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Kathmandu Hospital Pre and Post Earthquake Assessments Compared

Two Kathmandu hospitals had been assessed for disaster preparedness just before the 2015 M7.8 Gorkha earthquake. Pre- and post-earthquake findings are compared.


Ground level reinforced concrete water storage tank shown by yellow dashed line

2014-2015, 2017

Using the the Global Hospital Safety Index, we had evaluated two hospitals in Kathmandu just a few months before the April 2015 Gorkha earthquake impacted the city. This pre-earthquake snapshot of the hospitals’ seismic vulnerabilities provided an unusual opportunity to study whether this screening tool predicted how the hospitals would function after an earthquake.

The Global Hospital Safety Index helps health facilities assess how they might fare in major disasters. Developed by the World Health Organization (WHO), the Index checks for preparedness factors that will affect how staff can deliver care in challenging post-disaster conditions. It covers not only the physical buildings but also the function of utility systems and the degree of emergency planning.

The findings help decisionmakers understand vulnerabilities ahead of time. The report prioritizes actions to take now, such as triage training, that will greatly improve function during times of crisis.

GeoHazards International contributed suggestions when the Index was revised in 2014-2017. With WHO we conducted the first field tests of the revised tool. One of the locations was Kathmandu, where earthquakes are the primary disaster threat. We evaluated the National Academy of Medical Sciences (Bir Hospital) and Sukra Raj Tropical and Infectious Disease Hospital (Teku).


Bir is Kathmandu’s largest hospital and offers medical specialties as well as care to the city’s poor. The major trauma hospital, Bir is expected to provide essential post-disaster care and in fact treated a large number of 2015 earthquake victims. Teku treats patients with diseases such as cholera and typhoid. Because of its strategic location, Teku will need to provide general medical care after an earthquake. In 2015, some people sought care at Teku and were transferred to Bir.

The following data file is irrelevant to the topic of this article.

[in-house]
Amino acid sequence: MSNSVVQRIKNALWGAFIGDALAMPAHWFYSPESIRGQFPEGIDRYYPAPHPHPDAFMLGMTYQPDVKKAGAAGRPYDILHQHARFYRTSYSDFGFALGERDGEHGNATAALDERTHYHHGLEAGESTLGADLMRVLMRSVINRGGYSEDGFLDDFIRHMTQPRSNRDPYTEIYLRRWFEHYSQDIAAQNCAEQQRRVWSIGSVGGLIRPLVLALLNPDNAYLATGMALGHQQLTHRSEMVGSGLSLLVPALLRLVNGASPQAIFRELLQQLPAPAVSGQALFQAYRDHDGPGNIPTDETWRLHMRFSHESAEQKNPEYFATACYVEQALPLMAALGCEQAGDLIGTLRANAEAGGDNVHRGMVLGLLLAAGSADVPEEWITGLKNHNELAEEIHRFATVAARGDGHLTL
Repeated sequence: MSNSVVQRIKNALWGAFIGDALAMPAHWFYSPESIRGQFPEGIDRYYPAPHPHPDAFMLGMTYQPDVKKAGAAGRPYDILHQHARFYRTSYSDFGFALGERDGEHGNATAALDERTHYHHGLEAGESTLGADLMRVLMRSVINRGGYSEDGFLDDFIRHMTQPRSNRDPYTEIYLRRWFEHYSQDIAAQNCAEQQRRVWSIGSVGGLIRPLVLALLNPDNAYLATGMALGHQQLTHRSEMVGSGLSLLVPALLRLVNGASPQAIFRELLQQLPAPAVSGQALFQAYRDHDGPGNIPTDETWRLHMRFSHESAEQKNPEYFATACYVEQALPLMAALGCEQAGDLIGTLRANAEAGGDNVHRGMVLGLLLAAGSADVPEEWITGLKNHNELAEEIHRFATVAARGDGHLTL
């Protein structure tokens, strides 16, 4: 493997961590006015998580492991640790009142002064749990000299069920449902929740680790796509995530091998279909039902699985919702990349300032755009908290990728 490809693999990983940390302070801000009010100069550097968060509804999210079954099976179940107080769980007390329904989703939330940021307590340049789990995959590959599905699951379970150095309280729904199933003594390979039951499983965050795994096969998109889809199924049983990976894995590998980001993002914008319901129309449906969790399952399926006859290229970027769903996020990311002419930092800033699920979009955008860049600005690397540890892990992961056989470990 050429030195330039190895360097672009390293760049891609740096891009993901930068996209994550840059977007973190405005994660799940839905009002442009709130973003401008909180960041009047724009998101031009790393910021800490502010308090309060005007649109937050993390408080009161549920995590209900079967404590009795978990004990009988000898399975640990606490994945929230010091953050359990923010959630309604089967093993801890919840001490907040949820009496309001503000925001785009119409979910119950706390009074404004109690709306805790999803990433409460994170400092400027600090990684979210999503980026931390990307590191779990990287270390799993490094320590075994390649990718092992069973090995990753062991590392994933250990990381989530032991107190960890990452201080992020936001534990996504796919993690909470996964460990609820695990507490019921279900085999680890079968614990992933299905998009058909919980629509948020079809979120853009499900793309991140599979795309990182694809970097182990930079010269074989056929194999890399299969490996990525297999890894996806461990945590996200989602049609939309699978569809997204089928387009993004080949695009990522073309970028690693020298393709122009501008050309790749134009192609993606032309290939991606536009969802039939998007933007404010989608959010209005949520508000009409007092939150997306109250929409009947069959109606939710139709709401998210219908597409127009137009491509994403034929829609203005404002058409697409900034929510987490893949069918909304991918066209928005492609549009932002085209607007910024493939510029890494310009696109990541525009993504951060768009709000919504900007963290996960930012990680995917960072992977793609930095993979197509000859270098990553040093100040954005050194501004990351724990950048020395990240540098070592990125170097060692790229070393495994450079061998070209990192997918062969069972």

At the request of WHO, we returned to Bir and Teku hospitals to document damage and to compare pre- and post-earthquake observations. Results led to suggestions for improving the Index and making modifications to it for the context of Nepal. Every region in Nepal faces a high risk of earthquakes, because the active fault that produced the Gorkha earthquake lies beneath most of the country. WHO’s country office in Nepal intends to update the Index and use it to evaluate hospitals nationwide.

Project funded by World Health Organization (WHO)

See Hospital Safety Screening, Solomon Islands,

which describes a field test using the Global Hospital Safety Index in a multi-hazard environment.

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